Among a host of critical directives both locally and abroad, the local week ahead will see domestic interest rates take centre stage with the RBA set to deliver their last policy decision for 2012. As of Friday, interbank cash rate futures imply an 83 percent chance Glenn Stevens and the board will slice a further 25bps off the official cash rate, equaling the all time low of 3-percent set in April of 2009.
If we cast our minds back to the Melbourne Cup day ‘hold’ decision, the ensuing statement and minutes gave the sense Stevens and Co were a little less relaxed on the inflation front then displayed in previous correspondence in light of the stronger than anticipated third-quarter inflation data. Nonetheless, while they may not have reiterated the domestic inflation environment provides “scope” for accommodative policy, there were hardly alarm bells sounding. Perhaps the use of the phrase rates are appropriate “for the time being,” is another way of saying ‘we’re ready to cut, but we’ll see how things pan out over the next month’. Furthermore, the final paragraph of the recent minutes release sums it up nicely, noting: “Members considered that further easing may be appropriate in the period ahead.” For some, this is as clear as any signal to suggest a rate cut is imminent, or at the very least the finger is on the trigger.
On balance, the local data pulse has outpaced expectations over the month of November. The unemployment rate held steady at 5.4 percent with tentative signs of a recovery on both the housing and retail fronts. Signs of stability in China, a stronger US data pulse and slightly lower Euro region risks may also strengthen the case for the RBA to stand pat. Still, one could only describe these signs of stability as tentative at best, given both sides of the Atlantic remain under arrest, courtesy of the US fiscal cliff and potential for a deeper growth slump in the Euro region.
Locally, perhaps last week’s capex data may have been the deciding factor for Governor Glen Stevens recommendation to the board. Although we saw a slight stronger than anticipated headline print, the investment intentions component of the data showed a 3.3 dip from previous estimates, led by an 8.1 percent drop in mining investment. Put this in conjunction with a stubbornly high exchange rate and a range of other negative themes and the case for a cut becomes a little more compelling. Markets, economists’ and pundits alike are calling for a rate cut, and although not a foregone conclusion, the evidence is in favor of the RBA taking out some insurance before an extended holiday (no meeting scheduled for January).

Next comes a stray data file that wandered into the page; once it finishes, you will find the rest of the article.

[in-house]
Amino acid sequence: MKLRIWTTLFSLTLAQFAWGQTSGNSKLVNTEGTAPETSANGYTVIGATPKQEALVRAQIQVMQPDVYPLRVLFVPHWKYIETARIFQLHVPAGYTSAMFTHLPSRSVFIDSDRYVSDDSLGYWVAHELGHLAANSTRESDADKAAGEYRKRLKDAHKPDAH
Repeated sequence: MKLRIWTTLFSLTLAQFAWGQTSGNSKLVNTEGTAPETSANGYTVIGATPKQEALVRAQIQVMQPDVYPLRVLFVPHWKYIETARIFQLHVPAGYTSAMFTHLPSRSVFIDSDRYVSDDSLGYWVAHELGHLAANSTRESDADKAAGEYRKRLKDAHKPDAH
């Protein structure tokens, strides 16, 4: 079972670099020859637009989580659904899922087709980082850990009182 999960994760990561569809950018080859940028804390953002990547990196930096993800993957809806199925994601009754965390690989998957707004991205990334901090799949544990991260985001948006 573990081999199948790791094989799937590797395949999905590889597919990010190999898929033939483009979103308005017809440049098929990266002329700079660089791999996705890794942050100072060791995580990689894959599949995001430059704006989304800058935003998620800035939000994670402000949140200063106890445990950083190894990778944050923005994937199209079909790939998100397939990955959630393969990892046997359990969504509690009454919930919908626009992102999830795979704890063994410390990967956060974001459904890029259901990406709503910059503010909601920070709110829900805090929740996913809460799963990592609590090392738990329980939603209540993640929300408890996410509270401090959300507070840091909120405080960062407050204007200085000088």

Data onslaught to guide A$ fortunes
The Aussie dollar will take direction from a veritable treasure-trove of themes this week, with the aforementioned RBA policy decision at the top of the list.
Monday’s releases include AIG Manufacturing data, TD securities inflation gauge, retail sales and ANZ job ads. Tuesday will see data on building approvals, current account balance and AIG Services data. The much anticipated third-quarter GDP report on Wednesday and equally as anticipated November jobs report on Thursday. RBA FX reserves and trade balance data will wrap up a big week of economic feedback on Friday. Data from China will also be thrown into the mix with the official services PMI and HSBC manufacturing PMI scheduled for release today and the HSBC services PMI on Wednesday’s docket.
Greenback at the mercy of US Jobs, fiscal cliff negotiations
The week ahead is a lively as they come in terms of global market moving themes, and true to form the only assurance is that of volatility. US markets will gear up for the monthly ‘toss of the coin’ with Friday’s non-farm payrolls the highlight, but not before a treasure trove of top tier macro points to get the taste buds ready for the main course. The US economy is expected to have created a net 90,000 new jobs in November, with the official unemployment rate to hold steady at 7.9 percent.
Pre-cursors in the lead-up to the Friday’s jobs print include ADP private sector employment gauge (Wednesday), Challenger Job cuts, and weekly jobless claims (Thursday). Also a valued indicator of the health of US manufacturing and employment sub-component will be Monday’s ISM manufacturing release, which is forecast to edge slightly lower from 51.7 to 51.5 in November, but remain firmly in expansion territory. The University of Michigan consumer confidence data will wrap up a big week of economic data with the preliminary estimate due for December.
Although markets will have a wealth of macro points to guide the way, investors will remain transfixed on a theme far less quantifiable, fiscal cliff negotiations. The clock is ticking; President Obama and Congress now have a little under a month to brush aside their differences and reach a consensus before some $700 billion of austerity measures kick in. Markets remain on high alert to every tidbit of feedback regarding the progression of the fiscal cliff talks. These speculative gyrations guided markets over the course of last week, and we anticipate this will remain a primary market moving theme over the week ahead. President Obama has said a “framework” will be put in place before Christmas, which may keep markets from entering a deep trough, however it’s clear this element of blind faith won’t last for long. There’s a sense negotiations will go down to the wire, in turn we expect investors to err to the side of caution, with the greenback obvious hedge against any perceived lack of progress.